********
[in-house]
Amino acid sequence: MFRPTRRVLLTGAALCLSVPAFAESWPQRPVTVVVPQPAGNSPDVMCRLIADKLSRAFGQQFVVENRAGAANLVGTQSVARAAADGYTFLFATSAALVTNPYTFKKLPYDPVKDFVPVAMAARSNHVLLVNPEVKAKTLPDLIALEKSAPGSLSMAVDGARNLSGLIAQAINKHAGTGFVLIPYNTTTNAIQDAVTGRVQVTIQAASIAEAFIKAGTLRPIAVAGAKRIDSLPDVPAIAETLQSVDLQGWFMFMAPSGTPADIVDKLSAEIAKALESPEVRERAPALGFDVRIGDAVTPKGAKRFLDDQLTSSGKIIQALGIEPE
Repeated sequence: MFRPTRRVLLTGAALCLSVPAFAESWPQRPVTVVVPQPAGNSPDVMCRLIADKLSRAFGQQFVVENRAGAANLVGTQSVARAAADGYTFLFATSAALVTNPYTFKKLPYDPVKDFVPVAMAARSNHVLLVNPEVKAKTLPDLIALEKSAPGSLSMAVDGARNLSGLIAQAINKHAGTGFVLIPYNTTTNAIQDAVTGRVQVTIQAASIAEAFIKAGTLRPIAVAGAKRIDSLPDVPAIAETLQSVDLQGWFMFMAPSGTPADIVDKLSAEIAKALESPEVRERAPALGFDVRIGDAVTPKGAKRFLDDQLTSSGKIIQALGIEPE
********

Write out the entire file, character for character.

[in-house]
Amino acid sequence: MFRPTRRVLLTGAALCLSVPAFAESWPQRPVTVVVPQPAGNSPDVMCRLIADKLSRAFGQQFVVENRAGAANLVGTQSVARAAADGYTFLFATSAALVTNPYTFKKLPYDPVKDFVPVAMAARSNHVLLVNPEVKAKTLPDLIALEKSAPGSLSMAVDGARNLSGLIAQAINKHAGTGFVLIPYNTTTNAIQDAVTGRVQVTIQAASIAEAFIKAGTLRPIAVAGAKRIDSLPDVPAIAETLQSVDLQGWFMFMAPSGTPADIVDKLSAEIAKALESPEVRERAPALGFDVRIGDAVTPKGAKRFLDDQLTSSGKIIQALGIEPE
Repeated sequence: MFRPTRRVLLTGAALCLSVPAFAESWPQRPVTVVVPQPAGNSPDVMCRLIADKLSRAFGQQFVVENRAGAANLVGTQSVARAAADGYTFLFATSAALVTNPYTFKKLPYDPVKDFVPVAMAARSNHVLLVNPEVKAKTLPDLIALEKSAPGSLSMAVDGARNLSGLIAQAINKHAGTGFVLIPYNTTTNAIQDAVTGRVQVTIQAASIAEAFIKAGTLRPIAVAGAKRIDSLPDVPAIAETLQSVDLQGWFMFMAPSGTPADIVDKLSAEIAKALESPEVRERAPALGFDVRIGDAVTPKGAKRFLDDQLTSSGKIIQALGIEPE